Prohibition Notices

Table of contents

Do you understand their implication?

So often we hear “we’ll deal with it when it happens” in relation to things that need to be addressed on a vessel. Simple things like maintenance, training, document management, etc.

While that attitude is fine until AMSA drop in and do a routine inspection of the vessel and all the documents. Failing to undertake maintenance where it has a potential to impact on the safety of the vessel is a major issue.

So is failing to undertake regular training (drills) of keeping your records up to date. We also hear “why do we have to do all of this, we never had to before?” Now is the time to accept it simply because it’s law and you HAVE to do it, there’s no way out of it!

A Prohibition Notice effectively ties your vessel up until the defects are cleared by AMSA.

It is not too hard to understand……..
1. you don’t maintain your vessel
2. you get inspected by AMSA
3. the vessel is tied up!

“Prohibition notices specify the remedial actions that must be done to avoid worst-case scenarios which could involve injury or even loss of life,” said Michael Drake, AMSAs Executive Director of Operations.   

True Case ­– The impacts of a Prohibition Notice

AMSA undertook a routine inspection of a passenger vessel with the owner and Master being present. The inspection resulted in a Prohibition Notice being issued to the owner.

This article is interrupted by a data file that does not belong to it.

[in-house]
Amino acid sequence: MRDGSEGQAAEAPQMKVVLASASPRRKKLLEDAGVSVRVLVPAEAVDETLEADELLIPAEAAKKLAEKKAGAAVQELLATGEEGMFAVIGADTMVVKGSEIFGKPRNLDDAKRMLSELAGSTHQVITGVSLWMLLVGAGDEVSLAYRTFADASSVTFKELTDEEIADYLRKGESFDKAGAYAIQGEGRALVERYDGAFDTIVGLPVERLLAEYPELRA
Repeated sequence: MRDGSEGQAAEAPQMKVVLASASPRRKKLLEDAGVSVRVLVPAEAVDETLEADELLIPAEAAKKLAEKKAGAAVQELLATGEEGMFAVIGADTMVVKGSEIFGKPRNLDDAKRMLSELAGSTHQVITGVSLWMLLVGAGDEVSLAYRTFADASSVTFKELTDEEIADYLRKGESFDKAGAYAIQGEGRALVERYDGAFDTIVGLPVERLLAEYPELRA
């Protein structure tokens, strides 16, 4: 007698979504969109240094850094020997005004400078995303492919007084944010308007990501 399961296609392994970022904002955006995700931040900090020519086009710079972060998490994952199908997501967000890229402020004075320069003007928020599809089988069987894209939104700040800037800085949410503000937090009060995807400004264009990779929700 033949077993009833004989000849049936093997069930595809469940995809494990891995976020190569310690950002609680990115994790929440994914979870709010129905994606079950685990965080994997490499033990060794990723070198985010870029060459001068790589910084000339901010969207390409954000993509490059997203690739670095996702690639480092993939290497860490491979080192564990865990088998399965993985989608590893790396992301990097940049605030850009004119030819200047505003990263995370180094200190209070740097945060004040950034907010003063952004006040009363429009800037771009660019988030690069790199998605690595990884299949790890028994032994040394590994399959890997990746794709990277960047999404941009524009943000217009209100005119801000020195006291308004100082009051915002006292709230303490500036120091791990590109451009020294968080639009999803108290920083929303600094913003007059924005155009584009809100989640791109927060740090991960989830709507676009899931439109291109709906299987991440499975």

A number of concerning issues including unsecured sewage tanks and incorrectly configured plumbing which posed a serious threat to the safety of passengers and the marine environment.

It also included failing to follow the vessel’s safety management system or comply with safety obligations.

While being issued a Prohibition Notice is bad enough, the owner continued to operate the vessel without rectifying the issues identified on the notice.

The breach in itself is a serious concern AND to then blatantly ignore the prohibition notice and fail to make any safety improvements while continuing to operate the vessel shows a level of disregard for people’s safety, marine environment, the law – this AMSA will NOT accept.  

The outcome was a conviction was recorded against the owner and a hefty fine was imposed. Work still had to be undertaken to rectify the issues identified which resulted in not only a conviction and a fine but also loss of income.

Had the owner chosen to rectify the issues and getting the clearance by AMSA, all of this could have been avoided.

Marine Inspectors perform both planned and unscheduled inspections. They will conduct inspections of vessels under the authority of the National Law, checking as to whether the vessel appears to ensure safety of persons, the vessel and the environment.   

Shorlink’s Recommendation

Our recommendation is for owners of commercial vessels to be aware of their legal obligation to ensure the safety of passengers and protect Australia’s precious marine environment.

It’s critical for your business to ensure you and your vessels comply with current legislation including vessel structure, maintenance, training and record keeping.


Our tip this week is…… you need to ensure you don’t end up on the receiving end of a Prohibition Notice and if you do, assist you with understanding your requirements in relation to it. If you don’t know what you need or understand, contact our office immediately and we will assist you as a priority.

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